Officials are set to conduct aerial mosquito treatment in 10 Michigan counties that are considered high risk for the deadly disease Eastern Equine Encephalitis (EEE).
The Michigan Department of Health and Human Services has confirmed 22 cases of EEE in horses across Michigan. Officials are also investigating additional possible animal cases.
No human cases have been confirmed as of Sunday, but the number of cases in horses is twice as many as officials had confirmed at this time last year, according to MDHHS.
Health officials have determined a targeted aerial treatment plan is necessary. They said EEE is one of the most dangerous mosquito-borne diseases in the United States, with a 33% fatality rate for people who get sick.
Humans can get EEE from one bite by a mosquito carrying the virus, officials said.
People younger than 15 and older than 50 are at the greatest risk of getting seriously sick from the infection. More than 25% of the country’s EEE cases last year were diagnosed in Michigan, MDHHS officials said.
Here are the counties scheduled to receive aerial treatment:
- Barry County
- Clare County
- Ionia County
- Isabella County
- Jackson County
- Kent County
- Mecosta County
- Montcalm County
- Newaygo County
- Oakland County
The treatment is scheduled to being Wednesday evening, but it’s dependent on weather conditions.
“We are taking this step in an effort to protect the health and safety of Michiganders in areas of the state where we know mosquitoes are carrying this potentially deadly disease,” said Dr. Joneigh Khaldun, MDHHS chief medical executive and chief deputy for health. “As people are spending more time outdoors because of COVID-19, they also need to be protecting themselves from mosquito bites.”
Signs of EEE infection include the sudden onset of fever, chills, body and joint aches which can progress to a severe encephalitis, resulting in headache, disorientation, tremors, seizures and paralysis. Anyone who thinks they might be experiencing these symptoms should contact a medical provider.
Permanent brain damage, coma and death can also occur in some cases.
The Michigan Department of Agricultural and Rural Development issued an emergency rule temporarily amending the rule on notification and participation for community pesticide applications for aerial spraying treatment across affected counties. This means mosquito control treatment will be required for those areas that are identified by the aerial treatment plan, with exception of federal properties and tribal lands.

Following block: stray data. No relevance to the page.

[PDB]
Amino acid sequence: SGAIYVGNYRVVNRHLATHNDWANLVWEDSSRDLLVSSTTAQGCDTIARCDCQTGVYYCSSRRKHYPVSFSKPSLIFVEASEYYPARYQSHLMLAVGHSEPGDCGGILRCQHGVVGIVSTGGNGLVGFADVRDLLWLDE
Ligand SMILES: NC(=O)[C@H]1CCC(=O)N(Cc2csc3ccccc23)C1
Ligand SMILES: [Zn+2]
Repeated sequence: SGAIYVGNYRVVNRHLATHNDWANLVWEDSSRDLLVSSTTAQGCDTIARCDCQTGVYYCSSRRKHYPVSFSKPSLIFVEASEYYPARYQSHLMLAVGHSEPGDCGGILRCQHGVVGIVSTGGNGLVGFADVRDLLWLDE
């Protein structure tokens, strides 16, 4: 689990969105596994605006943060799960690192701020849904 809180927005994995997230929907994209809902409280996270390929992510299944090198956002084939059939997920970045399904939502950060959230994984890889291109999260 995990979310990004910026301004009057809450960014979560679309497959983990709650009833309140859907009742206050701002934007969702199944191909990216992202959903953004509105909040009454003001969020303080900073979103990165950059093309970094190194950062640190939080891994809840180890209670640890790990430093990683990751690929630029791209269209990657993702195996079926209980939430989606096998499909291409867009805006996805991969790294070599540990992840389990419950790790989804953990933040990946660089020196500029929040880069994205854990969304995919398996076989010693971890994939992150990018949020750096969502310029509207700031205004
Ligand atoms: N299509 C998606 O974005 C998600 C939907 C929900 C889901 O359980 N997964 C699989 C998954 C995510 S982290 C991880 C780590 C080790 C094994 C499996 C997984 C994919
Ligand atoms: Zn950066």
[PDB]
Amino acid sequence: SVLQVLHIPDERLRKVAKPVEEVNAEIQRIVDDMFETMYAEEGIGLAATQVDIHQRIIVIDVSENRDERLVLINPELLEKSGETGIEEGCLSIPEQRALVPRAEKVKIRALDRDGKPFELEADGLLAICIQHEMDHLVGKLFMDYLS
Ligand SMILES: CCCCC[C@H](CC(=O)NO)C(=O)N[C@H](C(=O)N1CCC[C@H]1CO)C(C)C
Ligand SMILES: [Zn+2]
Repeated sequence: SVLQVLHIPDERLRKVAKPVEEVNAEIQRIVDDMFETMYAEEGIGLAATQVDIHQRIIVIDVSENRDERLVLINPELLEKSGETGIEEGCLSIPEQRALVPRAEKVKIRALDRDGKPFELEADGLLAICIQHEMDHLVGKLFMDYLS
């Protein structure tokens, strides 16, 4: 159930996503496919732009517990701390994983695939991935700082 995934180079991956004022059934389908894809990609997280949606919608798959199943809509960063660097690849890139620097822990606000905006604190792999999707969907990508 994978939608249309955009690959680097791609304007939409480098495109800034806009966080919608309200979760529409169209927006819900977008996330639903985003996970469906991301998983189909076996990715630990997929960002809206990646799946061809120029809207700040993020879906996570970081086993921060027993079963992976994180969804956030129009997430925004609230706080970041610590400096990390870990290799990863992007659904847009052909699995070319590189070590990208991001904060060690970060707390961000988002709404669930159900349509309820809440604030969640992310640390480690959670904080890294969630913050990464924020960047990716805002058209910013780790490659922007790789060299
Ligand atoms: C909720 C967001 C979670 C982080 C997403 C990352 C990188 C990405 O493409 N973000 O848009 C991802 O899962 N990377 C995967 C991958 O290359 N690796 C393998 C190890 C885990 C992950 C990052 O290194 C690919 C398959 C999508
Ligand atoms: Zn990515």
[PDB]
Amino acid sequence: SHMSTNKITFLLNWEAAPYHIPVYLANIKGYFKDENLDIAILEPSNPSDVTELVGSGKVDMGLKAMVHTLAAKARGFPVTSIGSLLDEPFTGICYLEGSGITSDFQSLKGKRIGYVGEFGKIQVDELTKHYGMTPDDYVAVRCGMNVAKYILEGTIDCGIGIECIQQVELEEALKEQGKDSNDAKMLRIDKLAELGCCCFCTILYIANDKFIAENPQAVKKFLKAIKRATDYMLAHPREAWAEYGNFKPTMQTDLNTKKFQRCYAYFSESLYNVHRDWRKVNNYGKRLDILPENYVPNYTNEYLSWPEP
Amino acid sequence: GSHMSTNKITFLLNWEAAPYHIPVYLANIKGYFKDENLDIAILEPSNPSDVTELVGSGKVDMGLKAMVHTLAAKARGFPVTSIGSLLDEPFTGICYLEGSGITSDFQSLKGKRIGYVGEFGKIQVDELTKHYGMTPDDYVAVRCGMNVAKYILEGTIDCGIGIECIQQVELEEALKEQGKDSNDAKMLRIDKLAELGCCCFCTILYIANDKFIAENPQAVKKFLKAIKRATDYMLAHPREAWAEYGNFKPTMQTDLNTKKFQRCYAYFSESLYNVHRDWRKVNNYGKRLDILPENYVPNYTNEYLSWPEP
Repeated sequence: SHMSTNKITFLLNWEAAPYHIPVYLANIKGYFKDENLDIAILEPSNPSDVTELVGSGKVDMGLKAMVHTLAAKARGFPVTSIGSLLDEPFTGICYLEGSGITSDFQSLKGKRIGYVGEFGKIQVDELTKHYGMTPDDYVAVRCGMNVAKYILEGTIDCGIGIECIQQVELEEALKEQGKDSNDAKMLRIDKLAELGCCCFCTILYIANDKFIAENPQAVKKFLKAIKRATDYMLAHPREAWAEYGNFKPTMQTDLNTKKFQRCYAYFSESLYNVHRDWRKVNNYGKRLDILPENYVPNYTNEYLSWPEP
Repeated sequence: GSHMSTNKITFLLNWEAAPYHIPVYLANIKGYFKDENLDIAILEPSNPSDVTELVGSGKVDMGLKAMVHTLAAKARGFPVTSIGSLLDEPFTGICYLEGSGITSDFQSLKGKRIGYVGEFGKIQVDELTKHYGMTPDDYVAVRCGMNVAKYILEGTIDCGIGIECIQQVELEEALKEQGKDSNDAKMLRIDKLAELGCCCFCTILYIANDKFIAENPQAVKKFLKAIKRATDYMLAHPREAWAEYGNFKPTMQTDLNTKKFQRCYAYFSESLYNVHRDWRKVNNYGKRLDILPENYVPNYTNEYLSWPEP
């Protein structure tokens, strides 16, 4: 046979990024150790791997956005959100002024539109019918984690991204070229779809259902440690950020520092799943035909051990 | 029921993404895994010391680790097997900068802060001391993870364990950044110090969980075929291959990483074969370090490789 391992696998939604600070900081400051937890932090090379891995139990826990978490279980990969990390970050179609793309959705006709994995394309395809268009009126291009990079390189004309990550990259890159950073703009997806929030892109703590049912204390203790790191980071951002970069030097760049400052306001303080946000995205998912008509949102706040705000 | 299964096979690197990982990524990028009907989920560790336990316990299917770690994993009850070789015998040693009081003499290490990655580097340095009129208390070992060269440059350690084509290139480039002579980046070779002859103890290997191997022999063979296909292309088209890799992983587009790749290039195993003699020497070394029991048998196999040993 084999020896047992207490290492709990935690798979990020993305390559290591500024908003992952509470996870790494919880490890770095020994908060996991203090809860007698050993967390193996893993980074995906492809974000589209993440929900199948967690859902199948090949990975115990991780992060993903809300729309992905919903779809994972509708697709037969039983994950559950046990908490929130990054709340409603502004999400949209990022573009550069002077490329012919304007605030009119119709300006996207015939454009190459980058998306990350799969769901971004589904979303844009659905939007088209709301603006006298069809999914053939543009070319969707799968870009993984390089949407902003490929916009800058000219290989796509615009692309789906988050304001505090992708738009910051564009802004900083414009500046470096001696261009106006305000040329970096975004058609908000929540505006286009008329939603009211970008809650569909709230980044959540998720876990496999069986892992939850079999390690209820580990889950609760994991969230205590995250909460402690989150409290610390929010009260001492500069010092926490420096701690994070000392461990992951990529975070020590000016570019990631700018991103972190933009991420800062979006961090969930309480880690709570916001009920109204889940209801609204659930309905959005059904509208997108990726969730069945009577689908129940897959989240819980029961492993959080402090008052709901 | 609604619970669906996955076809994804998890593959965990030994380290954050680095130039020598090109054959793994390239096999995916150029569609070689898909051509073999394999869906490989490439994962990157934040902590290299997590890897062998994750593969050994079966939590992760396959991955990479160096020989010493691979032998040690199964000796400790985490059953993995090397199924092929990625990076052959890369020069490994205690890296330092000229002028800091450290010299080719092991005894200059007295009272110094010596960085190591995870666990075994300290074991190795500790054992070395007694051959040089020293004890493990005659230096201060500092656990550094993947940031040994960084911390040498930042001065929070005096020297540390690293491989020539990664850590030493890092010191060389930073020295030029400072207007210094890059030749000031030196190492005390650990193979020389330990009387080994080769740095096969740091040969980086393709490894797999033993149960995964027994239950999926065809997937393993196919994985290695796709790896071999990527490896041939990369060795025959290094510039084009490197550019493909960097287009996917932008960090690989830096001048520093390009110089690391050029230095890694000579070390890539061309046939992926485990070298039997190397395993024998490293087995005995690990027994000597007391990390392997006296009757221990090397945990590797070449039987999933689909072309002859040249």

“As recent history has shown us, EEE can strike fast and it can be deadly to humans and animals,” MDARD Director Gary McDowell said. “MDARD fully supports the work and commitment of MDHHS to protect public health, which is why we have removed an obstacle that might have prevented them from taking action quickly.”
More areas could be selected for treatment if new human or animal cases are confirmed outside of the currently identified zones.
Aerial treatment is conducted by specialized aircraft, beginning in the early evening and continuing up until the following dawn. State-certified mosquito control professionals will apply an approved pesticide as an ultra-low volume (ULV) spray. ULV sprayers dispense very fine aerosol droplets that stay suspended in the air and kill adult mosquitoes on contact.
In general, health risks are not expected during or after spraying, according to authorities. No special precautions are recommended, but anyone with known sensitivities to pyrethrins can reduce potential for exposure by staying indoors during treatment.
Aerial treatment is not expected to have any impacts on surface water or drinking water, officials said. Monitoring in 2019 when more than 557,000 Michigan acres were treated found no increased human, animal or insect adverse effects associated with aerial treatment.